India's Democratic Longevity and its Troubled Trajectory

Director of the Center for Contemporary South Asia Ashutosh Varshney recently published a 17,000-word paper on "India's Democratic Longevity and its Troubled Trajectory" in Democracy in Hard Places, edited by Scott Mainwaring and Tarek Masoud.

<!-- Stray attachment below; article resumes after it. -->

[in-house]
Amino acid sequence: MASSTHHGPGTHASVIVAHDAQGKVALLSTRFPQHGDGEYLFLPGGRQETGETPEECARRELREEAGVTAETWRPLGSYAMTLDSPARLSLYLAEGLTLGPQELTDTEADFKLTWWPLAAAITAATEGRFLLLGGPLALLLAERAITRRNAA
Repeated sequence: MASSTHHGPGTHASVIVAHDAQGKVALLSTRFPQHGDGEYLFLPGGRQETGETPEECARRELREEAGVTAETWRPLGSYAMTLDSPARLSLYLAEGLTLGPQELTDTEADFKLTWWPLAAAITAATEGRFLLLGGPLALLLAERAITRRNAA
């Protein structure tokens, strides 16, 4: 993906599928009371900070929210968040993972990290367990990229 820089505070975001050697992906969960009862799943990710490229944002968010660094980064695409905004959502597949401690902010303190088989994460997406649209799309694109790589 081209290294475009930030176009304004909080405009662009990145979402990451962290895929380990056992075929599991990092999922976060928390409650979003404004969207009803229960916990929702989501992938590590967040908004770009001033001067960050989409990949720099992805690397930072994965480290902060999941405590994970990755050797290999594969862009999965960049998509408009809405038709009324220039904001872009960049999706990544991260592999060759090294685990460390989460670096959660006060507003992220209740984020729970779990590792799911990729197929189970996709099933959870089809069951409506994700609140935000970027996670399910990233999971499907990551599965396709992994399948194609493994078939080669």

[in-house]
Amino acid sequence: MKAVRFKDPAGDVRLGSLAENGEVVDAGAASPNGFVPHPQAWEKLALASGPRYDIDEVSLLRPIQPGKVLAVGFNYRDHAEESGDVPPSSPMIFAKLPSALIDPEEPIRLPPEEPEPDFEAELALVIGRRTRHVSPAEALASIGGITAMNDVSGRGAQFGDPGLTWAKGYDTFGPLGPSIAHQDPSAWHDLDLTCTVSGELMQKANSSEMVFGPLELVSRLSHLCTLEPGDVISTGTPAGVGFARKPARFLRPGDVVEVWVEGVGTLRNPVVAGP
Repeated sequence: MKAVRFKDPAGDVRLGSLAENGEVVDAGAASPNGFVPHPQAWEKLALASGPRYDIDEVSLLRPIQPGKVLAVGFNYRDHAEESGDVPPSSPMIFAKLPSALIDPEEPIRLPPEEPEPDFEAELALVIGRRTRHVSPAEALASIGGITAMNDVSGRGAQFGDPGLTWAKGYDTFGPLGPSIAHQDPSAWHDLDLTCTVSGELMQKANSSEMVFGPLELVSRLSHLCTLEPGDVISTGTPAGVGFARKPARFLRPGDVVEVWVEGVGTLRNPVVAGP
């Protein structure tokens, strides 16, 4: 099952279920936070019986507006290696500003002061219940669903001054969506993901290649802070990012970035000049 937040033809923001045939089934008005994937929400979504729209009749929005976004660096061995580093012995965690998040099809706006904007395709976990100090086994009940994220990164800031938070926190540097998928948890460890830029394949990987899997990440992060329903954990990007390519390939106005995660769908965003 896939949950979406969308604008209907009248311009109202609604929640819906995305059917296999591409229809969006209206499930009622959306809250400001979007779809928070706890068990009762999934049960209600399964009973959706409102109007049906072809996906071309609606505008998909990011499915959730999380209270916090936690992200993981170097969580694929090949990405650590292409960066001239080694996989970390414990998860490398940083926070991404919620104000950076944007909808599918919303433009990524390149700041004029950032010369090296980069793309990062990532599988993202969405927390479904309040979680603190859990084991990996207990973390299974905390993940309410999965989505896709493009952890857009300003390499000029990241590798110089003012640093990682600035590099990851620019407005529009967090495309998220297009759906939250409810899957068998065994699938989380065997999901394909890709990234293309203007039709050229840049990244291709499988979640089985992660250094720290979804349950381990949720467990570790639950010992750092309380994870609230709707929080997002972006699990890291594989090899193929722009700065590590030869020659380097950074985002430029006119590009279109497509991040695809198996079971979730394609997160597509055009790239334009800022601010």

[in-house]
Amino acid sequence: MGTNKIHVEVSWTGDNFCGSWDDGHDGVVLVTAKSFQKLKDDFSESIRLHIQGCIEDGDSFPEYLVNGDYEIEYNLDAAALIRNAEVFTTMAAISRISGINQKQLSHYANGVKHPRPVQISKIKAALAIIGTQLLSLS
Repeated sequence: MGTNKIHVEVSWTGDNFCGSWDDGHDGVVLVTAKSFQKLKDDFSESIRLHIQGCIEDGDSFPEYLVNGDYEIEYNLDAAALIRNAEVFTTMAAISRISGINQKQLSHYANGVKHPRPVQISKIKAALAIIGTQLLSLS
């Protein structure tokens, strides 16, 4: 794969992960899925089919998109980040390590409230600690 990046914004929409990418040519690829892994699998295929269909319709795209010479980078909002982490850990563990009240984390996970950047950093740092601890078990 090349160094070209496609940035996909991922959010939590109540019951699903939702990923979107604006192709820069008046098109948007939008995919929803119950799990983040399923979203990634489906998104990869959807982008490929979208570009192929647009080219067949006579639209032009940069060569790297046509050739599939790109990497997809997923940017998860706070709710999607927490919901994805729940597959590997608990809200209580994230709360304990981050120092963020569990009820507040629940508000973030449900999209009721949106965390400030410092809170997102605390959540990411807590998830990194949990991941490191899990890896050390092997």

Since independence in 1947, India has held 17 national and 389 state elections. Power has changed hands eight times in the national capital and tens of times at the state level. The latter phenomenon is by now so common that political scientists have stopped counting state-level government turnovers. Until 1992–93, the third tier of government—at the town and village level—was the only unelected tier, but a constitutional amendment finally filled that gap, too. Since the mid-1990s, roughly three million local legislators have been elected every five years. Other than a twenty-one-month period of nationwide authoritarianism (June 1975–March 1977) and a few electoral suspensions in areas of unrest and insurgency, elections have decided who will rule India and its states and, after 1992–93, its local governments as well. This has been true even in the period of democratic backsliding since 2014. Several democratic institutions have been challenged, causing the erosion, but the integrity of elections has not been undermined.